And just last week Greens Communications Spokesperson, Senator Scott Ludlam, introduced a wide-ranging amendment bill to Australia’s copyright legislation, which would see a range of “fair use” and “fair go” stipulations introduced, with the intention of delivering Australian consumers a fairer copyright situation than they currently enjoy. Among other areas, the bill would prevent higher Australian prices for software, games and music, and would tackle so-called ‘Geocode’ mechanisms which allow content owners to differentiate between goods bought in Australia and outside Australia. The legislation is unlikely to pass Parliament, however.
Higher prices on content has also been an area investigated by the Federal Parliament’s IT price hike inquiry, which has broadly investigated the reasons behind Australians paying higher prices for technology goods and services, as well as content sold online through platforms such as Apple’s iTunes store.
What we’re seeing here is really interesting. For a long time, many Australians have been gaining covert access to US-based IPTV platforms such as Netflix through VPNs and other forms of IP address obscuring services, often coupled with a US credit card to pay for access online. What we’re seeing from Choice now is a real push to shove that fact in the faces of US content owners, to show them that there is a large Australian market for the products which they’re selling, and that local consumers are really tired of being treated as though they don’t matter.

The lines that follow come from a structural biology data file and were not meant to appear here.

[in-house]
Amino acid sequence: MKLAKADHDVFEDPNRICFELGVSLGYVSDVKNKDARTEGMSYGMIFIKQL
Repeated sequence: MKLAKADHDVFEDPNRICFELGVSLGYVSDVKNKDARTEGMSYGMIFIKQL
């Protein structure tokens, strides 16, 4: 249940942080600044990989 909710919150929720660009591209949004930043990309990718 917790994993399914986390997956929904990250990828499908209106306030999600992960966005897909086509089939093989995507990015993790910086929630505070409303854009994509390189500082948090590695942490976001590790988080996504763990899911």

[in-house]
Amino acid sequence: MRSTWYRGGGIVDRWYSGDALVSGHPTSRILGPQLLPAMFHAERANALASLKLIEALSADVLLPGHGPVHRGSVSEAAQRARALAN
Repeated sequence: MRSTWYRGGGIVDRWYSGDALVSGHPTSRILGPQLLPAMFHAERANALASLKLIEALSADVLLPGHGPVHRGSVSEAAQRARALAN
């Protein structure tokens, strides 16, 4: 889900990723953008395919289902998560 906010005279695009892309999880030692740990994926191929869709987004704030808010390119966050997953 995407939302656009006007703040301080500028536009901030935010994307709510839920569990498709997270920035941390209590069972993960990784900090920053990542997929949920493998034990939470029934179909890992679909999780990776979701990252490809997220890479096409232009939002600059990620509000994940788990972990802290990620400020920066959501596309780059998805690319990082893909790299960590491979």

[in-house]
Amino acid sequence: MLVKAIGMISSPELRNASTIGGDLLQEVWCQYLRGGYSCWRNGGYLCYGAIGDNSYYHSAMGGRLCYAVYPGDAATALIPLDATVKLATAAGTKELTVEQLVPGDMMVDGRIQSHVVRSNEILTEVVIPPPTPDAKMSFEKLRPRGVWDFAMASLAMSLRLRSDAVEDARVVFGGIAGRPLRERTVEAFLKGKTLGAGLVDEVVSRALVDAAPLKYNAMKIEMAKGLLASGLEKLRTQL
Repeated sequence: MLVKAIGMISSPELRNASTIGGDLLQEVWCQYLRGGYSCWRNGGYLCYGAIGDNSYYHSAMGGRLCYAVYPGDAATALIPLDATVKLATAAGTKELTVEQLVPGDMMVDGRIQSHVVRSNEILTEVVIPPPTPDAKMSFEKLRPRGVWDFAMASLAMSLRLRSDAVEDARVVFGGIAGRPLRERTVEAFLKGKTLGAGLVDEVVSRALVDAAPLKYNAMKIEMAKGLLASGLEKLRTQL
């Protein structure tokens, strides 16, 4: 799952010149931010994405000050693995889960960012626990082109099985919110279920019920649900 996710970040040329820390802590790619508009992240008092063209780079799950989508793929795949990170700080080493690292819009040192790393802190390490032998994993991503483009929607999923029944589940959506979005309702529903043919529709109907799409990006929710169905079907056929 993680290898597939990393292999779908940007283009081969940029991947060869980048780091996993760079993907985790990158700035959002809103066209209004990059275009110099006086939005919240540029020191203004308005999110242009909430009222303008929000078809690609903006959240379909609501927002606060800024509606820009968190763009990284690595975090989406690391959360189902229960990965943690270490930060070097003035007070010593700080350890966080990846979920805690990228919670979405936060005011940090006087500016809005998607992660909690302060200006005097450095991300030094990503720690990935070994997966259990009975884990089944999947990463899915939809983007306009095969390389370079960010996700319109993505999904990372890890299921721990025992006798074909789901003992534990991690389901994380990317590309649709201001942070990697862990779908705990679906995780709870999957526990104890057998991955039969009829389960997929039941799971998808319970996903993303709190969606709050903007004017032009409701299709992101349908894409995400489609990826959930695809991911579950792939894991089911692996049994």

Choice is right: In an age where the Internet has become the great leveller for making content available globally, it makes absolutely no sense that companies such as Netflix, Hulu and others are locking up content so that it’s only available to residents of the US. The globally addressable market is just so much larger than is available through their home countries.
Sure, it’s possible to make the argument, and I have no doubt that giant US cable TV stations such as HBO make this argument continually internally, that they can make a lot more money from selling the rights to shows like HBO on an exclusive basis to local pay TV operators such as Foxtel. However, it seems pretty clear that this model cannot survive in the long run. The addressable market is just so much larger on the open Internet than it is via closed platforms such as Foxtel, and the younger generation of consumers is much less open to closed platforms such as pay TV than older generations have been in the past.
At some point, things have to flip and the Internet will become dominant. Choice’s sentiments over the last six months have become increasingly aggressive, to reflect that fact. The group is a consumer advocate, and most consumers clearly want this change to happen and content to open up to Australians online. The situation is not going to quieten down until the international content owners realise this fact and start addressing the demands of their customers more directly.
Speaking for myself, I think perhaps what sums up my own interest as a consumer is the simple statement that I do not want to be a customer of Foxtel. I want to be a customer of HBO.